April 24, 2024
Fertility Test

Comprehensive Guide to Fertility Testing: Understanding Your Reproductive Health

Infertility is a widespread problem faced by many couples today. For some, conceiving naturally does not happen easily or within a reasonable timeline. This is where fertility tests come in handy to understand the underlying causes of infertility and aid treatment. Let us deep dive into some key fertility tests that can assess ovarian reserve, sperm analysis and other aspects of reproductive health.

Ovarian reserve tests

The ovarian reserve refers to the quantity and quality of eggs remaining in a woman’s ovaries. As women age, Fertility Test their ovarian reserve declines which impacts fertility. Common ovarian reserve tests include:

Anti-Mullerian Hormone (AMH) test: AMH is a hormone produced by small follicles in the ovaries and its levels correlate well with the ovarian reserve. A low AMH suggests diminished ovarian reserve whereas a higher AMH indicates good egg quantity.

Follicle Stimulating Hormone (FSH) test: FSH is a hormone that stimulates the ovaries to mature and release eggs. An elevated FSH level on day 3 of the menstrual cycle could mean reduced ovarian reserve.

Antral Follicle Count (AFC): An ultrasound is used to visualize and count small follicles in the ovaries. A lower AFC corresponds to lesser developing follicles and eggs.

These tests are recommended for women over 35 as ovarian reserve declines with age. Abnormal results may prompt discussions around egg freezing, IVF use or other fertility preservation methods.

Sperm analysis

A semen analysis is one of the basic Fertility Test tests that examines sperm concentration, motility, morphology, volume and other parameters. These parameters impact a man’s fertility potential. Low or abnormal values may point to reduced sperm quantity and quality issues like varicocele which impact conception chances. Repeating the test helps gauge any variation over time as well.

More complex tests like DNA fragmentation tests and reactive oxygen species (ROS) assays can shed light on sperm DNA and oxidative stress levels respectively. High DNA damage or ROS can impair sperm function and fertility even if routine analysis looks normal. Counselling and lifestyle modifications may help in such cases.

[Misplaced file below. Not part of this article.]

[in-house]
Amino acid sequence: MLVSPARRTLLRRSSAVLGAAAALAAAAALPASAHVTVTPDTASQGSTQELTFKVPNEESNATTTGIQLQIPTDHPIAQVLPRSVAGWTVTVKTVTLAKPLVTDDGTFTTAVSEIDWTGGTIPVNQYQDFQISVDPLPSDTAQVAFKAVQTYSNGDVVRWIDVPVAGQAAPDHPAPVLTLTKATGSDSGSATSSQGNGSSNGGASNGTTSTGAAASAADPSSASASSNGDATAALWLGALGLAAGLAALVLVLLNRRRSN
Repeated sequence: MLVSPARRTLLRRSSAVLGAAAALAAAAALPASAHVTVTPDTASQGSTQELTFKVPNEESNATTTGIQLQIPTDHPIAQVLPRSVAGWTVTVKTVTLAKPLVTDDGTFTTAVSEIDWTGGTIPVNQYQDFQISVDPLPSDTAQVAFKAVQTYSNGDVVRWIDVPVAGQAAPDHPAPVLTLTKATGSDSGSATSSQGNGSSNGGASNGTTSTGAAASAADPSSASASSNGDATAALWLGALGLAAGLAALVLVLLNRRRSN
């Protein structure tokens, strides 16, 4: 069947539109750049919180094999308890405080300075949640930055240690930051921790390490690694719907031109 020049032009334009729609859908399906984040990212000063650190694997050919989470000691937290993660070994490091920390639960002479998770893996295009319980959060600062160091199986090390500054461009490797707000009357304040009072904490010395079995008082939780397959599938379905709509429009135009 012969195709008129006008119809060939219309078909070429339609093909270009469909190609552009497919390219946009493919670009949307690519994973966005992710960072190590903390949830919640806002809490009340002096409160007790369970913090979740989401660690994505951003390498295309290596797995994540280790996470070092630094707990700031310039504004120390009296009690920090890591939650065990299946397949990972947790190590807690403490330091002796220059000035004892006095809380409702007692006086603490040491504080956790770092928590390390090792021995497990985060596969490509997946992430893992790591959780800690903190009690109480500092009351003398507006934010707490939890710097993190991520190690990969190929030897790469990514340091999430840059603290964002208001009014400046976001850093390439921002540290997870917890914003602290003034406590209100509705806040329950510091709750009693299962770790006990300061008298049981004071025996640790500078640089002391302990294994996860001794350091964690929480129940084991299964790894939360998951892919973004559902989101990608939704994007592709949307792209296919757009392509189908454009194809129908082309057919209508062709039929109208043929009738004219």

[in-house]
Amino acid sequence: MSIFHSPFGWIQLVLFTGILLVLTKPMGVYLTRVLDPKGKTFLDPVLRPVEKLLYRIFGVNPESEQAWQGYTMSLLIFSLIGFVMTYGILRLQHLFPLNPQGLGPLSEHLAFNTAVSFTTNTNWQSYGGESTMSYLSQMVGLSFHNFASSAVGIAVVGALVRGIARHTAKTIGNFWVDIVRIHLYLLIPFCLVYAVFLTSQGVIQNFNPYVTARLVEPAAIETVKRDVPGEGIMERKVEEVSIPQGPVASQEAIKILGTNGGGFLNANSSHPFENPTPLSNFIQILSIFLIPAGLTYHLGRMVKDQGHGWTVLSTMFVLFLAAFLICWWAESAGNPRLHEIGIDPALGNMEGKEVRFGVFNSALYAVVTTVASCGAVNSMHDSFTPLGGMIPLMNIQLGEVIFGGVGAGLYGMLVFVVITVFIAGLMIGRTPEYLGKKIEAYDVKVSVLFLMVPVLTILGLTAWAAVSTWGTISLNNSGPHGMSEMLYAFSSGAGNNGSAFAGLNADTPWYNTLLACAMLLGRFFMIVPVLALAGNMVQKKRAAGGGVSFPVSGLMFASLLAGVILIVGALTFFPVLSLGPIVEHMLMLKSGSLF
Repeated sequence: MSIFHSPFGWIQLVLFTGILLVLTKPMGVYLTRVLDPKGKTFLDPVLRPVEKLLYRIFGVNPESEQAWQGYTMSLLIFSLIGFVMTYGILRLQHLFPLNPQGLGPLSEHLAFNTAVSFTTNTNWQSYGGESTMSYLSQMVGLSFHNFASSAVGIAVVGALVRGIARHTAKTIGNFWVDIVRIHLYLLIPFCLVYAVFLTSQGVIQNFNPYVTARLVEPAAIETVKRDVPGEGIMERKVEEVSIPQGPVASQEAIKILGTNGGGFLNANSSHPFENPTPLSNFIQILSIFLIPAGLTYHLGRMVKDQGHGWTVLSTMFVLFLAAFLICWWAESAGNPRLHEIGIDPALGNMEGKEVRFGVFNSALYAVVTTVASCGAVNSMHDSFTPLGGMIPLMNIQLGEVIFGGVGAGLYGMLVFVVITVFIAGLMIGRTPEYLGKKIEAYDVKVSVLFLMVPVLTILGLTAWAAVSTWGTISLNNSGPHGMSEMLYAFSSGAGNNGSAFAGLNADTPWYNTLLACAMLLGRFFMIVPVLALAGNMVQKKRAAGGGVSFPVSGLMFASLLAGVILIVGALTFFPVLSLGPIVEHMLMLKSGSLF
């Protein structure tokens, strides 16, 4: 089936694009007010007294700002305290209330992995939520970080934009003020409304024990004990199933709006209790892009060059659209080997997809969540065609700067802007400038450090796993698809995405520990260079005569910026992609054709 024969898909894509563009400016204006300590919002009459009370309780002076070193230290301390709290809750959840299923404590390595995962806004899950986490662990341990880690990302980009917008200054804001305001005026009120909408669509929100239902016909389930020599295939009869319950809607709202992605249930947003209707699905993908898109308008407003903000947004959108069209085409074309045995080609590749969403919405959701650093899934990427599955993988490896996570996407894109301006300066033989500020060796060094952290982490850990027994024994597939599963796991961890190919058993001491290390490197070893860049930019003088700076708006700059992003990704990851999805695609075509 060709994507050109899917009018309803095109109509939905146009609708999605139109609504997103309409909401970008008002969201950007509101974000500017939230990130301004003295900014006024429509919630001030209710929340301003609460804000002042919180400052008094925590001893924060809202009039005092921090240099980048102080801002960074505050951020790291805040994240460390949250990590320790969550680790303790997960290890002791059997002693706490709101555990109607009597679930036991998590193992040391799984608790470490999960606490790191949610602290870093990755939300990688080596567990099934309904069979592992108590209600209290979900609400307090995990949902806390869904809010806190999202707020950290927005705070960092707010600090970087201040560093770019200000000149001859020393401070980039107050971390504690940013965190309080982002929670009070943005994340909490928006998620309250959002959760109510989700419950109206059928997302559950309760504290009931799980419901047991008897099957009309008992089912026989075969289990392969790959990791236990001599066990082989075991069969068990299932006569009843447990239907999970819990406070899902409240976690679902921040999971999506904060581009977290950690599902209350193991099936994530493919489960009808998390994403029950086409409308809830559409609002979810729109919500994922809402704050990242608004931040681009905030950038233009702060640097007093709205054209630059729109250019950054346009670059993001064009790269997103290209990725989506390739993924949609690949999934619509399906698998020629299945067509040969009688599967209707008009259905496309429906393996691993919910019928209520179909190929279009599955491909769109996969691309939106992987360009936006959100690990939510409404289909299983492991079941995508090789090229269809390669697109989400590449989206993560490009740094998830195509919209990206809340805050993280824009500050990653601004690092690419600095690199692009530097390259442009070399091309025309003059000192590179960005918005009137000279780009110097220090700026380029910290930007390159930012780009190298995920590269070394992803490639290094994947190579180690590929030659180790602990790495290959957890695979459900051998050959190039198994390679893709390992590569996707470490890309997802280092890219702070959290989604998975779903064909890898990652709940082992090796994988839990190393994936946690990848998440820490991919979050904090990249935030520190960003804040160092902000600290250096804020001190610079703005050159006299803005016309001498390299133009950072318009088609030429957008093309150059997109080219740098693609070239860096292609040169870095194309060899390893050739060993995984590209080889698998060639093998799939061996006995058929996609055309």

Uterine cavity assessment

Tests like a hysterosalpingogram (HSG) or sonohysterogram use radiology or ultrasound to visualize the uterine cavity and fallopian tubes. Abnormalities in the shape of the cavity due to fibroids, polyps or adhesions can affect implantation and fertility. Blockages in the fallopian tubes also seen in these tests hamper egg pickup and transport. Addressing such issues can optimize the uterine environment.

Other important tests

Hormone level tests check key female hormones involved in the menstrual cycle and their balanced levels are important for conception. Thyroid function tests are equally crucial as thyroid disorders impact reproductive health. Testing for infections helps rule out factors like Chlamydia, which if untreated can damage the fallopian tubes over time. A semen culture examines any bacterial presence that may reduce sperm quality. Understanding the detailed lab results and timelines aids creating a customized fertility plan.

Making informed choices

Comprehensive fertility screening and testing provides valuable insights into the reproductive health status. Partners must be open to get tested to rule out any treatable issues. Abnormal results should not lead to despair but be viewed as an opportunity to find corrective solutions.IVF by itself may not be the only answer and lifestyle changes based on test observations can also boost fertility in some cases. Seeking repro-medicine help to decipher complex results enables better decision making around treatment routes. An informed approach going hand in hand with emotional support increases chances of building a family.

*Note:
1. Source: Coherent Market Insights, Public sources, Desk research
2. We have leveraged AI tools to mine information and compile it